2901                 indexer = [indexer]

/opt/anaconda3/lib/python3.7/site-packages/pandas/core/indexes/base.py in get_loc(self, key, method, tolerance)
   2889                 return self._engine.get_loc(casted_key)
   2890             except KeyError as err:
-> 2891                 raise KeyError(key) from err
   2892 
   2893         if tolerance is not None:

KeyError: 'food'

Oh no! We got a KeyError. This means that Pandas cannot find "food" within our dataframe. We know why this is. Simply, it's not in our DF.

To get around this, either add a 'food' column. Or use df.get() to try and catch it. Here we will use .get() and notice there is no error thrown.

In [12]:
df.get('food')

This error can also happen when you're trying to access an index (for rows) label that doesn't exist. Check out this example

In [22]:
# Does exist
df.loc[2]
Out[22]:
name    500 Club
type         bar
Name: 2, dtype: object
In [23]:
# Does not
df.loc[9]
---------------------------------------------------------------------------
ValueError                                Traceback (most recent call last)
/opt/anaconda3/lib/python3.7/site-packages/pandas/core/indexes/range.py in get_loc(self, key, method, tolerance)
    350                 try:
--> 351                     return self._range.index(new_key)
    352                 except ValueError as err:

ValueError: 9 is not in range

The above exception was the direct cause of the following exception:

KeyError                                  Traceback (most recent call last)
<ipython-input-23-026debeea1cf> in <module>
      1 # Does not
----> 2 df.loc[9]

/opt/anaconda3/lib/python3.7/site-packages/pandas/core/indexing.py in __getitem__(self, key)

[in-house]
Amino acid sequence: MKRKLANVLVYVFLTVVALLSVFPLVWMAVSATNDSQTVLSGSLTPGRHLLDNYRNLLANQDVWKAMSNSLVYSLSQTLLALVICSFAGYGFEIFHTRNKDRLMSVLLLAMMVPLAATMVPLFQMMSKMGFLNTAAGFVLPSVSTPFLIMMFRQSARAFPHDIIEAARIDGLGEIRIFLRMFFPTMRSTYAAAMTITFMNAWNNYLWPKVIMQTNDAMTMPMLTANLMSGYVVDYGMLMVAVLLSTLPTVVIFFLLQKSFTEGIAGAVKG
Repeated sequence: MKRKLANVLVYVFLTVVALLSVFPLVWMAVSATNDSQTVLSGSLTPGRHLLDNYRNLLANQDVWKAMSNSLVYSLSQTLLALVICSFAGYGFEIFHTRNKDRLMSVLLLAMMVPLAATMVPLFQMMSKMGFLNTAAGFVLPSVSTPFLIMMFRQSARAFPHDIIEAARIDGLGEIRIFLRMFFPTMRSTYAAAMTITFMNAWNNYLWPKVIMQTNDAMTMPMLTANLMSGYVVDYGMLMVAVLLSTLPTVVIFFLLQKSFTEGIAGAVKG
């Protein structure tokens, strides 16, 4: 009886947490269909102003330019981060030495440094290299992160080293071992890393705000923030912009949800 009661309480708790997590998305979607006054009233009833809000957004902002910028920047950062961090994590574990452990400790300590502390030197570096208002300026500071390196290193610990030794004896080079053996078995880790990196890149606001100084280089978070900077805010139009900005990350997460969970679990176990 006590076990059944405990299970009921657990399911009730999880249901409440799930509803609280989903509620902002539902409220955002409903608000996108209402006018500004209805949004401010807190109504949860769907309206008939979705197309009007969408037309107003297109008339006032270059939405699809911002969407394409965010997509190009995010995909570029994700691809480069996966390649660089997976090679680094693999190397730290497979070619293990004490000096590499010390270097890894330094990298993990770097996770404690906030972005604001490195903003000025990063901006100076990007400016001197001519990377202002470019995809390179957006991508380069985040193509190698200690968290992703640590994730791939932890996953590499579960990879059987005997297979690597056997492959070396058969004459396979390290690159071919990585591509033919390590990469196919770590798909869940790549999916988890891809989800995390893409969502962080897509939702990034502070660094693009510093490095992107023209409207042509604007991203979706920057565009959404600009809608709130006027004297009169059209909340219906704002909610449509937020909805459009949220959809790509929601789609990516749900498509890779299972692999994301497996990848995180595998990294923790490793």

877 
    878             maybe_callable = com.apply_if_callable(key, self.obj)
--> 879             return self._getitem_axis(maybe_callable, axis=axis)
    880 
    881     def _is_scalar_access(self, key: Tuple):

/opt/anaconda3/lib/python3.7/site-packages/pandas/core/indexing.py in _getitem_axis(self, key, axis)
   1108         # fall thru to straight lookup
   1109         self._validate_key(key, axis)
-> 1110         return self._get_label(key, axis=axis)
   1111 
   1112     def _get_slice_axis(self, slice_obj: slice, axis: int):

/opt/anaconda3/lib/python3.7/site-packages/pandas/core/indexing.py in _get_label(self, label, axis)
   1057     def _get_label(self, label, axis: int):
   1058         # GH#5667 this will fail if the label is not present in the axis.
-> 1059         return self.obj.xs(label, axis=axis)
   1060 
   1061     def _handle_lowerdim_multi_index_axis0(self, tup: Tuple):

/opt/anaconda3/lib/python3.7/site-packages/pandas/core/generic.py in xs(self, key, axis, level, drop_level)
   3480             loc, new_index = self.index.get_loc_level(key, drop_level=drop_level)
   3481         else:
-> 3482             loc = self.index.get_loc(key)
   3483 
   3484             if isinstance(loc, np.ndarray):

/opt/anaconda3/lib/python3.7/site-packages/pandas/core/indexes/range.py in get_loc(self, key, method, tolerance)
    351                     return self._range.index(new_key)
    352                 except ValueError as err:
--> 353                     raise KeyError(key) from err
    354             raise KeyError(key)
    355         return super().get_loc(key, method=method, tolerance=tolerance)

KeyError: 9

This example immediately jumps out to me and says "hey, I can not find the label 9 in your row. Do something about this"

If you wanted to programatically do this, the long way would be to check for it first. If it is in the index, then proceed. But usually, I want to make sure I'm calling something I KNOW is in my index.

In [25]:
value = 9

if value in df.index:
    print(df.loc[value])
else:
    print("Not in index")
Not in index
In [26]:
value = 2

if value in df.index:
    print(df.loc[value])
else:
    print("Not in index")
name    500 Club
type         bar
Name: 2, dtype: object

Link to code above

Check out more Pandas functions on our Pandas Page